One of the lessons I so wish they would have taught me in college, when I was getting my bus degree, is how to fail. It is like when you are teaching a child how to ride a bike - it is critical to teach them how to use the brakes and how to fall off the bike and not totally turn into scrapes and cuts.
The classic mindset of any project - a business, a program, a faith community, a movement even -
is to try to get the plan 95% right before taking
action. This is great in theory, but it rarely works. Why? Because as
soon as you hit the first major milestone, you immediately recognize the first wave of fatal flaws.
By then, it's often too late to change pretty much anything - you've run out of time of money or patience or people.
The alternative is to get your idea about 50% right, then let people involved tell you what your mistakes are. Listen, learn, get it 50% right, and put your idea through the process again. Keep at it until enough people say, "Wow!" Instead of debating options internally, you'll be making your idea real, taking it to people, and learning as it fails.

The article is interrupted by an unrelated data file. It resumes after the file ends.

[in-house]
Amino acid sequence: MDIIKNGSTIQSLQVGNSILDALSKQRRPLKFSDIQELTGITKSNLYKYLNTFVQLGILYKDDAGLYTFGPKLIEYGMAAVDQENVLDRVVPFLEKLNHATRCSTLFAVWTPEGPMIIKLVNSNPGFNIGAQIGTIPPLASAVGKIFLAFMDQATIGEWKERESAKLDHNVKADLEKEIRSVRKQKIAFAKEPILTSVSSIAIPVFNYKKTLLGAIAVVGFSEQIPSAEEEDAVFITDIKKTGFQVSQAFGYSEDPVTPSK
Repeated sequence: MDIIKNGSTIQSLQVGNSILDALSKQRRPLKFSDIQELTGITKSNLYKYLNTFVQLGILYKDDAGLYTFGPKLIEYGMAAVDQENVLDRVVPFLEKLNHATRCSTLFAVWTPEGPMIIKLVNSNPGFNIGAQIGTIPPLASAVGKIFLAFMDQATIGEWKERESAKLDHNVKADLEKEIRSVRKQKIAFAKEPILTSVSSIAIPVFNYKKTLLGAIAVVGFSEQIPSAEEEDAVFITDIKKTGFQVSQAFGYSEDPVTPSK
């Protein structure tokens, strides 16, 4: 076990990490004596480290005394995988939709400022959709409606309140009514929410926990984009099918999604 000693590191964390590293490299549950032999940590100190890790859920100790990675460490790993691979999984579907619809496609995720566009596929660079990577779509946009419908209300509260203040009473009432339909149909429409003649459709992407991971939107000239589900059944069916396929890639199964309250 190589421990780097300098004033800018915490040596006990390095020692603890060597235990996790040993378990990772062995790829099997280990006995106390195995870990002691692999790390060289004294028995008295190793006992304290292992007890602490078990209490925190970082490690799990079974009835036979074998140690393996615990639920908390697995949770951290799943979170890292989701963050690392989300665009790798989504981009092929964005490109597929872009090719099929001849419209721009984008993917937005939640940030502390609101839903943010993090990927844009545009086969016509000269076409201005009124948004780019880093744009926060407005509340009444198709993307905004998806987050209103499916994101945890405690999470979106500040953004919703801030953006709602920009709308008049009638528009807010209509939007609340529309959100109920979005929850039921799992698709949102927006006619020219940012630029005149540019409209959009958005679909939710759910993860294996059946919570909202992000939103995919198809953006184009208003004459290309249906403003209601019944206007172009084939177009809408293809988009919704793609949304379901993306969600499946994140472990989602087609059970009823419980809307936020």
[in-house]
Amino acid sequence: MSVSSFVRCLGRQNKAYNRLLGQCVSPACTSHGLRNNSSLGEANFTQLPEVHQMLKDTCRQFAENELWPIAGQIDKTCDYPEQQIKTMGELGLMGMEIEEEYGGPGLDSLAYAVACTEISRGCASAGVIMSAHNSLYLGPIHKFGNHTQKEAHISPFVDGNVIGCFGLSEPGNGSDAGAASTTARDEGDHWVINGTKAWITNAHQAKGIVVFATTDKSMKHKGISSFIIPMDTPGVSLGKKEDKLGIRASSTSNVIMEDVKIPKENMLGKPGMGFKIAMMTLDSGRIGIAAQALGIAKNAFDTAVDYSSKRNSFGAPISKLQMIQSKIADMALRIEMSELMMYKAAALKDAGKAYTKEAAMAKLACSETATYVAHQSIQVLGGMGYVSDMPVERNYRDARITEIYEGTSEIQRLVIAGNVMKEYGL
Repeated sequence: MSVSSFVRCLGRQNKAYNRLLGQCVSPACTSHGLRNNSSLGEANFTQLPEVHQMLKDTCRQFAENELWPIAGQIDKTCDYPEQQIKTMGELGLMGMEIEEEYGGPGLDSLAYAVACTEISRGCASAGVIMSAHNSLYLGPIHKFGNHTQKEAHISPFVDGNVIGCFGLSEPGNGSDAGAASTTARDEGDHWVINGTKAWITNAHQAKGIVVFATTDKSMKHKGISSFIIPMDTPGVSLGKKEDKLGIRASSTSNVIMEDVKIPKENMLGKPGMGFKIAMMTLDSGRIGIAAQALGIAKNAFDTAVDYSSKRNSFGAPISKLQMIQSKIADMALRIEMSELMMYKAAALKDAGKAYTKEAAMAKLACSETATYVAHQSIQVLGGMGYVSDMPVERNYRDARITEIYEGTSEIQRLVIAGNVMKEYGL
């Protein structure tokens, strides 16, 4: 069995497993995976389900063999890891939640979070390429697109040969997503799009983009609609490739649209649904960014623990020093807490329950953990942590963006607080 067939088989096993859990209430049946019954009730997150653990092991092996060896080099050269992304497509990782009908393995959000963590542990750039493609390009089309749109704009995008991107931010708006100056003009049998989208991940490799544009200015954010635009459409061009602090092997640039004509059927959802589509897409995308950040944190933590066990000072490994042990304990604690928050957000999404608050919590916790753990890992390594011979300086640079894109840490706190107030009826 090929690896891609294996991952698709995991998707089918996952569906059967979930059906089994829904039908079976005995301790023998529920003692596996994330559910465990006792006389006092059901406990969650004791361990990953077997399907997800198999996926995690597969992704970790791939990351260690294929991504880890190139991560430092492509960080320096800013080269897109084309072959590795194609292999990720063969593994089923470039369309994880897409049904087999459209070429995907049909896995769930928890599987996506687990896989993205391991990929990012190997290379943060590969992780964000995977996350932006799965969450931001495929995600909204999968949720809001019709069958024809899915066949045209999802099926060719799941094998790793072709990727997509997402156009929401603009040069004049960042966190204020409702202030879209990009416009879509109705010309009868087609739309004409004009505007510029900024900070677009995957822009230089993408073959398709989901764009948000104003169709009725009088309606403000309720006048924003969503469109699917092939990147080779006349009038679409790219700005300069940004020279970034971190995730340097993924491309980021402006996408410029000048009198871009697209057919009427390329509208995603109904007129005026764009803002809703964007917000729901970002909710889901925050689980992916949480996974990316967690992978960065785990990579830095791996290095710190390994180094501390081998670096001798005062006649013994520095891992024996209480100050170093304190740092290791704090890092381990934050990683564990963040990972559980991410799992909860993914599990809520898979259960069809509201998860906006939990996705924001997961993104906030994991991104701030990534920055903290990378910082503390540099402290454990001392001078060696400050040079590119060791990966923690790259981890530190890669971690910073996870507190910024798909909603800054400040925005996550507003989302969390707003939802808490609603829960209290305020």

I am not encouraging you to fail. Rather, I am stating the fundamental truth that we can't know the answers before we start. It's foolish to assume anyone knows things that it's not possible to know.
We preach to our children the need to pick themselves up and try again and again when they fail. But we rarely live by our own preaching, continuing to view failure as a statement of our self-worth. And while we may complain about how long it takes to move ideas through our companies, we inspect and edit with gusto whenever a new idea passes through our email or work/church/civic team or clan of friends.
I don't just promote the virtues of failing fast and cheap; I do it myself. Over the years I've failed fast and cheap in start-ups, ginormous companies, non-profits & faith communities - at countless trade shows, in stores, in conference rooms, and in people's homes. The math of fail fast and fail cheap is simple. If it takes six months and $100,000 to take a product from idea to customer reaction, then at best you'll get two cycles in a year. However, if you can do a complete cycle of learning in a week for $1,000, you can get 52 cycles in a year at about half the cost.
The only barrier to failing fast and failing cheap is our ego. We must be willing to fail, fail, and fail again - remember, even if you're falling flat on your face, at least you're still moving forward.